Building a hexapod robot – more building and a lot to learn

Howdy all,

here I continue my report about the hexapod robot journey.

more building and a lot to learn

So I had a couple of problems to tackle

  • too many cables
  • randomly moving servos
  • learn python as the language of choice for robotics on a pi
  • build a better prototype leg
  • how the hell does a “step” work for a robot leg?

Too many cables and servo jitter

Moving servos using the GPIO ports and simulate a PWM signal with them is just a lot of work and absolutely unreliable. A bit of research brought me to this little toy: The PCA9685, a I2C driven servo motor controller.

It can run 16 servos per unit and has a external power supply so the servos are not run by the Raspberry PI’s internal power. It is controlled by the I2C bus on the Raspberry Pi, so it really only needs four cables to work. This is the tutorial I used to get started with the controller. If you are planning to buy one, make sure you buy one with pre-installed pins 🙂

Build a better prototype leg

so I started looking for better servos and a good way to build a leg from them. With normal servos like this  it’s really hard to attach something to it. I wanted to avoid using 3D printed parts as I wanted my bot to look self-made and punky. After more searching I found these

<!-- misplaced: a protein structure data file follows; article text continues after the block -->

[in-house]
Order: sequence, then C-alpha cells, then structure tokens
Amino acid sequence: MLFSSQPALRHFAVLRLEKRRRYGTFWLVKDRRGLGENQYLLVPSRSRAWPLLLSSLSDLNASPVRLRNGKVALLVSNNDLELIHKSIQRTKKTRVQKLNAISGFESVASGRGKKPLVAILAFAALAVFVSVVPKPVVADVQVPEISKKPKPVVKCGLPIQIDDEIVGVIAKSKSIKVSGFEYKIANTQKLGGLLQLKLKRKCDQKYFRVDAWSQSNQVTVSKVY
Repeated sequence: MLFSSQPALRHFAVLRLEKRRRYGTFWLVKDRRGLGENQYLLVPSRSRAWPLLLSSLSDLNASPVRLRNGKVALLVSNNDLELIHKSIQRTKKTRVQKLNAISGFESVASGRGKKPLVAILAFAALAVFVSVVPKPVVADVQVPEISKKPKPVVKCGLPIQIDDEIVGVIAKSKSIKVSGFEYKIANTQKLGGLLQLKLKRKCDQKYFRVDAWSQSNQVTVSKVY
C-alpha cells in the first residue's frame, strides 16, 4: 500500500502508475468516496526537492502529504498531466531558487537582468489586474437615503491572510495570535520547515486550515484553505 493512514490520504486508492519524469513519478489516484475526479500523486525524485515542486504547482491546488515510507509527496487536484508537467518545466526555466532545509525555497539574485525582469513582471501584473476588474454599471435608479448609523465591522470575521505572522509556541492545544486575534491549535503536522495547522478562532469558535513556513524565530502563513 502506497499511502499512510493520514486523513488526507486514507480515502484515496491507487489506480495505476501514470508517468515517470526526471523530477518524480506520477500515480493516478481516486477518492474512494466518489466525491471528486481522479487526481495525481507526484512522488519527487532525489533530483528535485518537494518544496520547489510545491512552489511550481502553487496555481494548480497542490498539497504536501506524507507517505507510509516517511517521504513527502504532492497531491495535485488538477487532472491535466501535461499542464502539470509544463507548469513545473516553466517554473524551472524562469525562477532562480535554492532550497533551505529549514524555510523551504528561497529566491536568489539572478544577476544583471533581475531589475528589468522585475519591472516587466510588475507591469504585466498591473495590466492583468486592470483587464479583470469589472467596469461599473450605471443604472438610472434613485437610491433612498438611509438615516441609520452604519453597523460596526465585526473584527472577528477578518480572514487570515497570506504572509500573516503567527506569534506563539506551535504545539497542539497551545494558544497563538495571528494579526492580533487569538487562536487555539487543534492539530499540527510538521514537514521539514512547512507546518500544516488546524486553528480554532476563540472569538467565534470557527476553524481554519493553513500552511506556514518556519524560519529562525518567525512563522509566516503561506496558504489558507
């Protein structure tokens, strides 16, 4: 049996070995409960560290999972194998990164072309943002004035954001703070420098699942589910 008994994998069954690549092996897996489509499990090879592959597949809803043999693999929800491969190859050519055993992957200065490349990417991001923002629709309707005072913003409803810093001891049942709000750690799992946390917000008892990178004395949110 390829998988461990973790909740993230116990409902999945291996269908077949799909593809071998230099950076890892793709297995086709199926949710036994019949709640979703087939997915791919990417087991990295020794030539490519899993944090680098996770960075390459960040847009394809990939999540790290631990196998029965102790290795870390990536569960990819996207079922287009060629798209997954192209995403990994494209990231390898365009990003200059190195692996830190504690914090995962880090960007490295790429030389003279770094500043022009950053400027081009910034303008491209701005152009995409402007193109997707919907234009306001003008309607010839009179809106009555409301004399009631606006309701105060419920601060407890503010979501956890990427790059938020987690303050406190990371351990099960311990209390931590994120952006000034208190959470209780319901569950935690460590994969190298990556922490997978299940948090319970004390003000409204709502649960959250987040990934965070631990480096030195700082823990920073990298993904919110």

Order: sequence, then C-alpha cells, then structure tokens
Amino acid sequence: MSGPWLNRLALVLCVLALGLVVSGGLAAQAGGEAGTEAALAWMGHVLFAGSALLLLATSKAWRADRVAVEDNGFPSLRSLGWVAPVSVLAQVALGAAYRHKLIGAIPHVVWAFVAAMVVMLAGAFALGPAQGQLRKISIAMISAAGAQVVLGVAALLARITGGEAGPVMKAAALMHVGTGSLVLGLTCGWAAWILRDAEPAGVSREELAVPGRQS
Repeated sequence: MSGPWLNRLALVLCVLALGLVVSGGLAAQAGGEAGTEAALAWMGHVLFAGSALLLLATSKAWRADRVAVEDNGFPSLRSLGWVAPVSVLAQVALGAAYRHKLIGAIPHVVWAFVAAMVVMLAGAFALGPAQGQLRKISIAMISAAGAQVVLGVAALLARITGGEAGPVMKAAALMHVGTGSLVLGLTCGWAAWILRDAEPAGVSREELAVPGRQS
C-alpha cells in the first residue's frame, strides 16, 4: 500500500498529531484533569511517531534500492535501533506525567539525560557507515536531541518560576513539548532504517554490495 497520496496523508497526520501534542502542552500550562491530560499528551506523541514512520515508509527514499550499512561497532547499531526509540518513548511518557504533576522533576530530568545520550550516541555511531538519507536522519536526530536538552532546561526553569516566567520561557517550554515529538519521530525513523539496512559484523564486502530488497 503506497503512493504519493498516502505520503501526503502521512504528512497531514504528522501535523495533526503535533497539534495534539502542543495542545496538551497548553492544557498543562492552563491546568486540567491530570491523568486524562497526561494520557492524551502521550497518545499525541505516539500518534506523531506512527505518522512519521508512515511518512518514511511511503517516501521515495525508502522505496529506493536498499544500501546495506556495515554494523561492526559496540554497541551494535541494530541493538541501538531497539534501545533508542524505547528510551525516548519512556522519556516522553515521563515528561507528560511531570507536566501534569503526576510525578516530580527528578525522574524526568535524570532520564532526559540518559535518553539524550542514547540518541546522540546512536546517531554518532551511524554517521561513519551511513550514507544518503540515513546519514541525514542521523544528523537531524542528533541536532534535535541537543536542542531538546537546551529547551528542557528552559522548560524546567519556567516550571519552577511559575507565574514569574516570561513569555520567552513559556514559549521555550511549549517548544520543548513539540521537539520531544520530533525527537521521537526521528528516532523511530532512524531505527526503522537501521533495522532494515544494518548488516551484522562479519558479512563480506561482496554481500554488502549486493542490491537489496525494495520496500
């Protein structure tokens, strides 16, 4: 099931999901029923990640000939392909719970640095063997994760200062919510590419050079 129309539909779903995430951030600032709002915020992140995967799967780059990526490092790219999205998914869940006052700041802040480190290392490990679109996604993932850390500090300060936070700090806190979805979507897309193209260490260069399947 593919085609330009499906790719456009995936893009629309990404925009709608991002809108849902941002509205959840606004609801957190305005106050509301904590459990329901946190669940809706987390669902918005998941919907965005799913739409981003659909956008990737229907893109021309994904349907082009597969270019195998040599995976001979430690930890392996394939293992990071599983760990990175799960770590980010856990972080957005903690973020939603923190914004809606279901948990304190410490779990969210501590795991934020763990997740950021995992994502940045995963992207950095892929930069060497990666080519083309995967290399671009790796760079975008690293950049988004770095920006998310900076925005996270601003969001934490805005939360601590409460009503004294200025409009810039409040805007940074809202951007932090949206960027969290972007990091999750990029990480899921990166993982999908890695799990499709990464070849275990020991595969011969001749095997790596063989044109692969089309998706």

servos that have a though-going axis and aluminum brackets delivered with them. Using a couple of 3mm screws I was able to create a leg prototype that looked really nice.

I added a push-button to the end of the leg just for testing if this would make sense. I thought I could use it to find out, if the leg has actually touched the ground.. Did it work? We’ll see in a later chapter.

How does a “step” for a robot work

OK so we have three servos. Basically a hip, a knee and an ankle. The shoulder is turned 90° for forwards/backwards motion.

I was never really good at maths, so I figured that somebody must have done this before. Kudos to Oskar Liang for putting this together.

After a bit of fiddling around, the leg started moving somewhat natural, so I decided that now it’s a good time to put together a hexapod.

…to be continued…

2 thoughts on “Building a hexapod robot – more building and a lot to learn

  1. Pingback: Building a hexapod robot - the beginning - Stricker Consulting

  2. Pingback: Building a hexapod robot - from nothing to a first platform - Stricker Consulting

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